The devil is in the de­tails

The Weekend Australian - Travel - - TRAVEL & INDULGENCE - VI­JAY VERGH­ESE

In Hong Kong, gran­nies are hard at work un­der the Cause­way Bay Canal Road fly­over deal­ing with dev­il­ish tasks such as whack­ing shoes loudly on the pave­ment, wreak­ing vengeance on evil­do­ers. The sound re­ver­ber­ates un­der the bridge as dou­ble-decker buses ca­reen past and pedes­tri­ans gawk and bam­boo scaf­fold­ing clat­ters down all around. Th­ese ladies spe­cialise in “devil beat­ing” to help peo­ple get back at slip­pery exboyfriends, for­mer bosses, cur­rent bosses, fu­ture in-laws, any­one with whom you might have a grouse.

The Hong Kong Tourism Board refers to this prac­tice quaintly, and more po­litely, as Petty Per­son Beat­ing with a page de­voted to same on its web­site. It says this three­way junc­tion where I am stand­ing has the “ideal feng shui for dis­pelling evil”.

Ching Che, or the Feast of Ex­cited In­sects (al­though its other name, White Tiger Fes­ti­val, seems more fear­somely ap­pro­pri­ate), is the best time on the lu­nar cal­en­dar to ex­or­cise bad luck and jet­ti­son trou­ble­mak­ers from your life. You could smack them on the head with a can­dle stand and roll them up in a car­pet (as has been tried) and spend the rest of your life in prison, or you could fork out $HK50 ($9) for a quick anony­mous guilt­free ses­sion with one of the old bid­dies on Canal Road.

The devil-beater gran­nies have the gov­ern­ment tan­gled in knots try­ing to de­fine their whim­si­cal ac­tiv­ity, which is slowly making its way on to a list of places and prac­tices con­sti­tut­ing “in­tan­gi­ble cul­tural her­itage”. In short, no one really has a clue what they’re up to, but Hong Kong takes it all in its stride and the spot has be­come a place for in-the-know tourists, passers-by, and su­per­sti­tious lo­cals. Feng shui apart, the lo­ca­tion has been well cho­sen as it is a busy pedes­trian thor­ough­fare be­tween East Wan­chai and Cause­way Bay shop­ping and the MTR sta­tion, with the com­mer­cial hub of Times Square just around the cor­ner.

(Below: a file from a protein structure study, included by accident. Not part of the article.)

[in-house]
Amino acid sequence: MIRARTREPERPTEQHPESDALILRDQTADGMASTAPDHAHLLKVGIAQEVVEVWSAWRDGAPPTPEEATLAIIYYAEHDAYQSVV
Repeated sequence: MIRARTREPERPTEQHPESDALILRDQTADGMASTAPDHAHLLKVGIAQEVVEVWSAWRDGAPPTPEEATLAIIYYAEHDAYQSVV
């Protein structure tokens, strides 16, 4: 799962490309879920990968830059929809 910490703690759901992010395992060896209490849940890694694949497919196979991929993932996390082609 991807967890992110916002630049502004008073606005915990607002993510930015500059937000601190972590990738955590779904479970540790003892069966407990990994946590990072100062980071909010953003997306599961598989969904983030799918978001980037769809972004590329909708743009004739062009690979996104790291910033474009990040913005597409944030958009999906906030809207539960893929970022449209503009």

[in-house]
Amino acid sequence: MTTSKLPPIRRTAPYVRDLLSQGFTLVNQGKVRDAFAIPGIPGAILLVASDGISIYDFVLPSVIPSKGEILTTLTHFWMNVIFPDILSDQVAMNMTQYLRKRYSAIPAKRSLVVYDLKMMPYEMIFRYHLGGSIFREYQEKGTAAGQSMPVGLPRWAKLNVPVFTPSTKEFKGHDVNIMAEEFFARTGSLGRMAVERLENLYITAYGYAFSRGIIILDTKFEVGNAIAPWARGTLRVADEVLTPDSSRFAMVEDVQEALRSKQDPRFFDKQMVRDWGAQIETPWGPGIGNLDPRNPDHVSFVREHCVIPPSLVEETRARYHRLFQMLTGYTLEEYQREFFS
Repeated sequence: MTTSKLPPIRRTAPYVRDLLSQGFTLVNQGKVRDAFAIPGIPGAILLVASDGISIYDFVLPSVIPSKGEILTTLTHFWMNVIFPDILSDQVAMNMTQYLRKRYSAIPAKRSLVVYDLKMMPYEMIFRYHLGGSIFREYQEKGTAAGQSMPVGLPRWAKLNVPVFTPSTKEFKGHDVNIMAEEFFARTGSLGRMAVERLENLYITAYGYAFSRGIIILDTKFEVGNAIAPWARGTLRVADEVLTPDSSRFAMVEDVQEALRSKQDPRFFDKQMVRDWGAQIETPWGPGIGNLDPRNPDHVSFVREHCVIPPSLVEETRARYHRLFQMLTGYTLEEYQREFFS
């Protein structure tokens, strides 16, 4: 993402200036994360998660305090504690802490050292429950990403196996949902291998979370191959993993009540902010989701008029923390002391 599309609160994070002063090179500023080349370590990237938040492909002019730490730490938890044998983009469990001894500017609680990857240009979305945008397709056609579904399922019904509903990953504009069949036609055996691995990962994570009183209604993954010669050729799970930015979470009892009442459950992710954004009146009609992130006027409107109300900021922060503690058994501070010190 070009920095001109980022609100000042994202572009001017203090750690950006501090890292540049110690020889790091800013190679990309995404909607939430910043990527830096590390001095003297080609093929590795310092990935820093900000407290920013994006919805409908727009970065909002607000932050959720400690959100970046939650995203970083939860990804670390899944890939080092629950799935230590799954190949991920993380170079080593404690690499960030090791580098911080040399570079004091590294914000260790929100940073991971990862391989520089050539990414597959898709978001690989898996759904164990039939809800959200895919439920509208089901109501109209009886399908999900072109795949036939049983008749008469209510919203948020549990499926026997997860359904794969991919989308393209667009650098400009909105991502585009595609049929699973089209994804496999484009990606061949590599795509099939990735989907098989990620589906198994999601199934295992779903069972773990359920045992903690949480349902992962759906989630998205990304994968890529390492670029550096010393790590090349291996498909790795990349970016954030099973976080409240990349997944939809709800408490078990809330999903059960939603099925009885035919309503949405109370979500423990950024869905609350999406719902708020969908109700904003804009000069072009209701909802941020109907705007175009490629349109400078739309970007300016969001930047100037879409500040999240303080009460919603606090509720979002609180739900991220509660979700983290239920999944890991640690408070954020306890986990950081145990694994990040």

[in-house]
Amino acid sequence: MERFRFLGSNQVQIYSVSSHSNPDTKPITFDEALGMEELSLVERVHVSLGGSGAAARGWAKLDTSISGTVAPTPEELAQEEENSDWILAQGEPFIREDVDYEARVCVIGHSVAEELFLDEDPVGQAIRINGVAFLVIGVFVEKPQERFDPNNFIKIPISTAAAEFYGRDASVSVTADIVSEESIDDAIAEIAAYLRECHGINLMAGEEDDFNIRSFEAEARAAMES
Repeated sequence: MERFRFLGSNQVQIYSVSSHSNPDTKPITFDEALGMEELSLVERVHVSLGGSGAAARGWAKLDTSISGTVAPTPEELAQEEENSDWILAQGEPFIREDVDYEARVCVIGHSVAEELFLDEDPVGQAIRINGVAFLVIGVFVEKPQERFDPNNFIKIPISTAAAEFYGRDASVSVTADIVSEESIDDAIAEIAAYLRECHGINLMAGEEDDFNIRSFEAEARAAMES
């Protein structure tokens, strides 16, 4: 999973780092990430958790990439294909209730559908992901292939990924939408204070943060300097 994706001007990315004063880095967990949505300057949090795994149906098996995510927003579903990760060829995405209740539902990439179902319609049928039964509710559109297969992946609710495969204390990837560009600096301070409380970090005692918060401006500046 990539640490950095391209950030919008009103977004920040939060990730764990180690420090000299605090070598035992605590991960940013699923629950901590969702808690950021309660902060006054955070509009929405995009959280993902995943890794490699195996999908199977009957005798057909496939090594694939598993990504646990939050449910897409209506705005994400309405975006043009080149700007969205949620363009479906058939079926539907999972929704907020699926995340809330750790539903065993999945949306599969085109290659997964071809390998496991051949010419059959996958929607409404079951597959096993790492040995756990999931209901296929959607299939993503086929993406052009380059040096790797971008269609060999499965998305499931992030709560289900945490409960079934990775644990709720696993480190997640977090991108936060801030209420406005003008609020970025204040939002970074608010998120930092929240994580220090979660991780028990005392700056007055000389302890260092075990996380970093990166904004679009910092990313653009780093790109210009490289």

Grandma Le­ung usu­ally has a long queue in front of her street­side kiosk, which com­prises a red card­board al­tar with an ar­ray of Taoist deities, can­dles, in­cense and a few low plas­tic stools for those seek­ing con­sul­ta­tion and in­stant con­sol­ing. This oc­to­ge­nar­ian has a cheer­ful mat­ter-of-fact man­ner and goes briskly about her busi­ness, first writ­ing the name of the of­fend­ing party on a red pa­per, light­ing can­dles and in­cense, and ar­rang­ing ap­pro­pri­ate pa­per cut-outs, be­fore ham­mer­ing the hell out of scrib­bles or pho­tos you pro­vide her … naughty un­cle, bad hair­dresser, sly col­leagues, they’re all guilty and fair game. The wal­lop­ing seems ther­a­peu­tic for satis- fac­tion-seek­ers and Grandma Le­ung and her fel­low prac­ti­tion­ers get some aer­o­bic ex­er­cise in the bar­gain.

I was re­cently discussing our an­nual rev­enues with my fi­nance head, a vet­eran of 30 years and the most lev­el­headed per­son I have worked with. We looked at the num­bers, looked at the news­pa­per head­lines about the fall­ing stock­mar­ket, looked at each other, and nod­ded our heads in agree­ment. There was only one way to get rid of the com­pe­ti­tion — it was time for the Su­per Gran­nies of Canal Road.

I thought of call­ing up some friendly com­peti­tors. “Hey, Bob, you have a pic­ture of your­self you could send across?” “Why sure, Vi­jay, just Google me.” “Righto … oh look at that. Great pic­ture, Bob, and lots of clear space around the cheeks.” My fi­nance head and I stayed late into the evening and I thought about those surly sales­men at the lo­cal cam­era shop and the kids who took my food at board­ing school … Time to take this col­lec­tion out for a spin and give it a proper whack. It’s the Hong Kong way to beat the com­pe­ti­tion.

Hong Kong-based Vi­jay Vergh­ese is the ed­i­tor of Smart Travel Asia; SmartTrav­

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